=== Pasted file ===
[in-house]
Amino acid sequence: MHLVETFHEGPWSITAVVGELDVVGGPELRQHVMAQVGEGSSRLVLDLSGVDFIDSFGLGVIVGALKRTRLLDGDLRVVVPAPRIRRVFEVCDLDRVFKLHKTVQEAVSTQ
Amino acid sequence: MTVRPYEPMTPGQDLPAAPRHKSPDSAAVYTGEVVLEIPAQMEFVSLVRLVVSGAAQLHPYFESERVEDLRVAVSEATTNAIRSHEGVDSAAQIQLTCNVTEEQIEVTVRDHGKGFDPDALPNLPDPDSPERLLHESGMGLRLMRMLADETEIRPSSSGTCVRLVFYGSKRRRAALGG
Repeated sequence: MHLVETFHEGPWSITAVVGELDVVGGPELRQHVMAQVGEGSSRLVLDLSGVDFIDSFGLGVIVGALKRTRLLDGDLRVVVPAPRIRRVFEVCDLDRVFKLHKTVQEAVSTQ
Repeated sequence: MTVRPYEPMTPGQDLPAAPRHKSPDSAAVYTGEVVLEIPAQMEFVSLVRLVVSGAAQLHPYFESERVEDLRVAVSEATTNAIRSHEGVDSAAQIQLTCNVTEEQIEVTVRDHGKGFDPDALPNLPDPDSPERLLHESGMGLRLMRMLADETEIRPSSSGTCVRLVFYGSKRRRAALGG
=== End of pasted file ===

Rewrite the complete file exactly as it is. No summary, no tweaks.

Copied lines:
[in-house]
Amino acid sequence: MHLVETFHEGPWSITAVVGELDVVGGPELRQHVMAQVGEGSSRLVLDLSGVDFIDSFGLGVIVGALKRTRLLDGDLRVVVPAPRIRRVFEVCDLDRVFKLHKTVQEAVSTQ
Amino acid sequence: MTVRPYEPMTPGQDLPAAPRHKSPDSAAVYTGEVVLEIPAQMEFVSLVRLVVSGAAQLHPYFESERVEDLRVAVSEATTNAIRSHEGVDSAAQIQLTCNVTEEQIEVTVRDHGKGFDPDALPNLPDPDSPERLLHESGMGLRLMRMLADETEIRPSSSGTCVRLVFYGSKRRRAALGG
Repeated sequence: MHLVETFHEGPWSITAVVGELDVVGGPELRQHVMAQVGEGSSRLVLDLSGVDFIDSFGLGVIVGALKRTRLLDGDLRVVVPAPRIRRVFEVCDLDRVFKLHKTVQEAVSTQ
Repeated sequence: MTVRPYEPMTPGQDLPAAPRHKSPDSAAVYTGEVVLEIPAQMEFVSLVRLVVSGAAQLHPYFESERVEDLRVAVSEATTNAIRSHEGVDSAAQIQLTCNVTEEQIEVTVRDHGKGFDPDALPNLPDPDSPERLLHESGMGLRLMRMLADETEIRPSSSGTCVRLVFYGSKRRRAALGG